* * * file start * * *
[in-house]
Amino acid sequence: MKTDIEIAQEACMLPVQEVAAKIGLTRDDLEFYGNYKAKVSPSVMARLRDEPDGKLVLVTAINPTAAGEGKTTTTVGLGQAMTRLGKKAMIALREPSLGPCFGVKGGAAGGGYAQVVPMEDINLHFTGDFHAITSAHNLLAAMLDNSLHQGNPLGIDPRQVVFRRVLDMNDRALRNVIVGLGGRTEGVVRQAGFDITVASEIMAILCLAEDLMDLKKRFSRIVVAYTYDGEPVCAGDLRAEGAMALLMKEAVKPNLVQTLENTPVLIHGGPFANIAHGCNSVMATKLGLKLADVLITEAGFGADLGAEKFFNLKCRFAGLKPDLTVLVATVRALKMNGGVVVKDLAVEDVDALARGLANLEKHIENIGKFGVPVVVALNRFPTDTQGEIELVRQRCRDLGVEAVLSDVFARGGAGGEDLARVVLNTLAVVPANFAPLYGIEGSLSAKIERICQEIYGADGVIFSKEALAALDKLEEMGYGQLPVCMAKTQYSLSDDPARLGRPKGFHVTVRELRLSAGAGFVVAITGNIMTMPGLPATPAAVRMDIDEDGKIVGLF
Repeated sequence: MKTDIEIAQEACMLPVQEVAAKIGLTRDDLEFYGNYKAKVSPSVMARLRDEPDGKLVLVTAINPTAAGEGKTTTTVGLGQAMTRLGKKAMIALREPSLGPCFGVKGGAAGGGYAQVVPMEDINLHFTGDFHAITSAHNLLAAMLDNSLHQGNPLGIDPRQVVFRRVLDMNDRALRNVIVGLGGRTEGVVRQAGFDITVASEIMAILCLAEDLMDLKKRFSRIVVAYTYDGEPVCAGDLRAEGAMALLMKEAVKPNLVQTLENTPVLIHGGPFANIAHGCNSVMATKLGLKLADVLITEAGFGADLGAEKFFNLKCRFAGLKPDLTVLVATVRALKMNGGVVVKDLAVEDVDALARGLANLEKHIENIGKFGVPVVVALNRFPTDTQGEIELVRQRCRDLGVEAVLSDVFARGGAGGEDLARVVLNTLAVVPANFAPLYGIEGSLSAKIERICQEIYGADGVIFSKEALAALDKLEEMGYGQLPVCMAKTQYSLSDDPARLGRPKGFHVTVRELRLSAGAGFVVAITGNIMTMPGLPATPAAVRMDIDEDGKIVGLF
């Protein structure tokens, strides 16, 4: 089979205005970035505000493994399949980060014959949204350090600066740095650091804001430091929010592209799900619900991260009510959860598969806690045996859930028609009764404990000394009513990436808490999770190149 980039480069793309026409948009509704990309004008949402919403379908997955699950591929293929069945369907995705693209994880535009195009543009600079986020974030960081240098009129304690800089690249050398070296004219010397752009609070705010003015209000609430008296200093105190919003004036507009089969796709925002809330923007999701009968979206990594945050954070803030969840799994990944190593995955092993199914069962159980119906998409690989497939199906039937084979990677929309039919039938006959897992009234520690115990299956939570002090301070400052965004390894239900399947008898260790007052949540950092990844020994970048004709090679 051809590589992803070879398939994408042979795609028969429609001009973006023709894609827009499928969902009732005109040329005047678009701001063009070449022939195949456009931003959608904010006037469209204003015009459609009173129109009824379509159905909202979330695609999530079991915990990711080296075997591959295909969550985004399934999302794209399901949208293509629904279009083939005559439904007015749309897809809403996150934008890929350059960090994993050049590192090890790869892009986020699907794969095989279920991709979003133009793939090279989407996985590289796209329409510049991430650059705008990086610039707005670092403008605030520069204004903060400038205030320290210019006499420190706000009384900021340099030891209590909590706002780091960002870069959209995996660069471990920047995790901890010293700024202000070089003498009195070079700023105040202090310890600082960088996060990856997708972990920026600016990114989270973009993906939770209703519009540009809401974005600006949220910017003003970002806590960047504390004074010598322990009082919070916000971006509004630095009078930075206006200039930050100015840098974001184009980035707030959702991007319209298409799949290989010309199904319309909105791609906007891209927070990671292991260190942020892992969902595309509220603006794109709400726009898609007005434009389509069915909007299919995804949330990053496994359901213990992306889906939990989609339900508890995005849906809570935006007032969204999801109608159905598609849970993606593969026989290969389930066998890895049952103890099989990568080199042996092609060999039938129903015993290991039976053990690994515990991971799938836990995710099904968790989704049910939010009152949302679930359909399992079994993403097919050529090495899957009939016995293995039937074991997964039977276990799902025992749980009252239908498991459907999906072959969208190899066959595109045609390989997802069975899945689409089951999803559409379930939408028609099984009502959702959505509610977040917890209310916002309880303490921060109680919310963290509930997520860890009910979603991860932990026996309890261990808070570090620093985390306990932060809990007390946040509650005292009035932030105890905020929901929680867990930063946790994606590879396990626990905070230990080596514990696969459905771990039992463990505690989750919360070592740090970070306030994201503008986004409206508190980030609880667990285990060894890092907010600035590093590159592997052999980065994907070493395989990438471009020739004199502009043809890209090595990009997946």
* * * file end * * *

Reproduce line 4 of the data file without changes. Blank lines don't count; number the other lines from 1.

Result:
């Protein structure tokens, strides 16, 4: 089979205005970035505000493994399949980060014959949204350090600066740095650091804001430091929010592209799900619900991260009510959860598969806690045996859930028609009764404990000394009513990436808490999770190149 980039480069793309026409948009509704990309004008949402919403379908997955699950591929293929069945369907995705693209994880535009195009543009600079986020974030960081240098009129304690800089690249050398070296004219010397752009609070705010003015209000609430008296200093105190919003004036507009089969796709925002809330923007999701009968979206990594945050954070803030969840799994990944190593995955092993199914069962159980119906998409690989497939199906039937084979990677929309039919039938006959897992009234520690115990299956939570002090301070400052965004390894239900399947008898260790007052949540950092990844020994970048004709090679 051809590589992803070879398939994408042979795609028969429609001009973006023709894609827009499928969902009732005109040329005047678009701001063009070449022939195949456009931003959608904010006037469209204003015009459609009173129109009824379509159905909202979330695609999530079991915990990711080296075997591959295909969550985004399934999302794209399901949208293509629904279009083939005559439904007015749309897809809403996150934008890929350059960090994993050049590192090890790869892009986020699907794969095989279920991709979003133009793939090279989407996985590289796209329409510049991430650059705008990086610039707005670092403008605030520069204004903060400038205030320290210019006499420190706000009384900021340099030891209590909590706002780091960002870069959209995996660069471990920047995790901890010293700024202000070089003498009195070079700023105040202090310890600082960088996060990856997708972990920026600016990114989270973009993906939770209703519009540009809401974005600006949220910017003003970002806590960047504390004074010598322990009082919070916000971006509004630095009078930075206006200039930050100015840098974001184009980035707030959702991007319209298409799949290989010309199904319309909105791609906007891209927070990671292991260190942020892992969902595309509220603006794109709400726009898609007005434009389509069915909007299919995804949330990053496994359901213990992306889906939990989609339900508890995005849906809570935006007032969204999801109608159905598609849970993606593969026989290969389930066998890895049952103890099989990568080199042996092609060999039938129903015993290991039976053990690994515990991971799938836990995710099904968790989704049910939010009152949302679930359909399992079994993403097919050529090495899957009939016995293995039937074991997964039977276990799902025992749980009252239908498991459907999906072959969208190899066959595109045609390989997802069975899945689409089951999803559409379930939408028609099984009502959702959505509610977040917890209310916002309880303490921060109680919310963290509930997520860890009910979603991860932990026996309890261990808070570090620093985390306990932060809990007390946040509650005292009035932030105890905020929901929680867990930063946790994606590879396990626990905070230990080596514990696969459905771990039992463990505690989750919360070592740090970070306030994201503008986004409206508190980030609880667990285990060894890092907010600035590093590159592997052999980065994907070493395989990438471009020739004199502009043809890209090595990009997946």